29 September 2009

Some thoughts on little empires

The Daily Record ran a story recently about Newberry Township's offer to merge with three small neighboring boroughs. The township sent letters to Lewisberry, Goldsboro and York Haven to see if any of them would be interested in talking about merging.

Newberry Township supervisor Stephen Pancoe said he thought a merger made sense because you gain economies of scale and reduce duplication of services. Those are the reasons most often cited to justify a merger or a regional consolidation. We would certainly agree with that position, and we applaud Newberry Township for its thinking.

Unfortunately, all three boroughs said no. As Lewisberry Council President William Thompson said, "I guess we like our little empire."

The only problem is that many of these little empires are falling apart all around the state. This structure of government, around since the 1700s, doesn't seem to work anymore in many places, regardless of which political party is in power.

Many small boroughs and older suburban townships don't have the money to upgrade deteriorating water and sewer lines or take care of their roads. Many have dropped their police departments and turned police service over to the state. Their tax bases continue to shrink, as homeowners keep moving out to the newest suburban developments. This cycle of build-and-abandon has decimated cities and these older suburbs, eats up farmland and contributes to sprawl.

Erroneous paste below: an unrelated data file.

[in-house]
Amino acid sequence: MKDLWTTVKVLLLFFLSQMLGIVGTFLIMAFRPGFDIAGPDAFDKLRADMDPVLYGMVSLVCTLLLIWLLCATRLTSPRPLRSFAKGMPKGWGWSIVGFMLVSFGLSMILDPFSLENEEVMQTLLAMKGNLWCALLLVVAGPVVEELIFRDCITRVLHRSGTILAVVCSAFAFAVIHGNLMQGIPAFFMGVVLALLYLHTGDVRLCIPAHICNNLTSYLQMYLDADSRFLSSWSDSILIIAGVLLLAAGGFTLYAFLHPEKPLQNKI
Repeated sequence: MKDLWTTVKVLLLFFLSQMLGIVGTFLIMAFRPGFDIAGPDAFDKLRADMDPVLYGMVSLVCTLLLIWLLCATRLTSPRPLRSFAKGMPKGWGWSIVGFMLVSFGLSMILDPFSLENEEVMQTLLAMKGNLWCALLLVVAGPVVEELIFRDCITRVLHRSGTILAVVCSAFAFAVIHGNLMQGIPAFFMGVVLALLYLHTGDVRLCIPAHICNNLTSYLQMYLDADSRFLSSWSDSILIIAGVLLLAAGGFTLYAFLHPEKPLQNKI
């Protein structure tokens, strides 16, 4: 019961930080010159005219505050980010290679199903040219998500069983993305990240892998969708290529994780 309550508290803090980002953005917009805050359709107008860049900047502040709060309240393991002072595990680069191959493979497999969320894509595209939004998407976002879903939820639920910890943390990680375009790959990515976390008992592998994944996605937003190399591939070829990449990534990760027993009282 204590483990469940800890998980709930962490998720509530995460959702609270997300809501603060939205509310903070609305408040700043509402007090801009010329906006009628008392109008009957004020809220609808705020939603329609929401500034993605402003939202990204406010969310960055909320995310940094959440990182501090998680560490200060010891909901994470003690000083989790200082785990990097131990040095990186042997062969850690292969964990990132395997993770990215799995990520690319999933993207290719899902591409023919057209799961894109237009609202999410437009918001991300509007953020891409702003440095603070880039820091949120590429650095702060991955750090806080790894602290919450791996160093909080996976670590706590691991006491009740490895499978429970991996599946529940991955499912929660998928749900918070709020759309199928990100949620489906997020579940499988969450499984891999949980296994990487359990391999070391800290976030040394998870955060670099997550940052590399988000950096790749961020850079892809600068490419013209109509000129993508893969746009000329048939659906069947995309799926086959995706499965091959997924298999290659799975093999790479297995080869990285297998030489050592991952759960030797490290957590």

In York County, we have a patchwork of municipalities, and all of them have council members or township supervisors, managers and secretaries, their own zoning ordinances, as well as their own water and sewer rates.

Is a system of 72 separate municipal governments, many created more than 200 years ago, the best way to go in the 21st century?

What do you think?

- Dan Fink


Joel Sears said...

The same folks who refuse to budge from thier little empires are the first to complain about the taxes needed to keep them running. Whether it's one of the 72 municipalities or 16 school districts in the county, we just can't let go of the very thing that pushes our taxes higher and higher, all in the name of the little signs that mark the boundaries of our territories.

At some point, resources simply won't be available to finance all of our fiefdoms. When that day comes, we'll have only to look in the mirror to see who was responsible.

Steve said...

I'm in favor of municipal consolidation. The economies of scale and a greater possibility of solutions across current lines strike me as excellent reasons to at least look into it.

Another reason is that very few municipalities seem to be democratically chosen anymore. How many borough mayors, councils or township supervisors are running unopposed? It is never a good idea to establish the "little empires" too permanently. Folks who cry for term limits in Harrisburg or Washington might consider running for office in their municipality.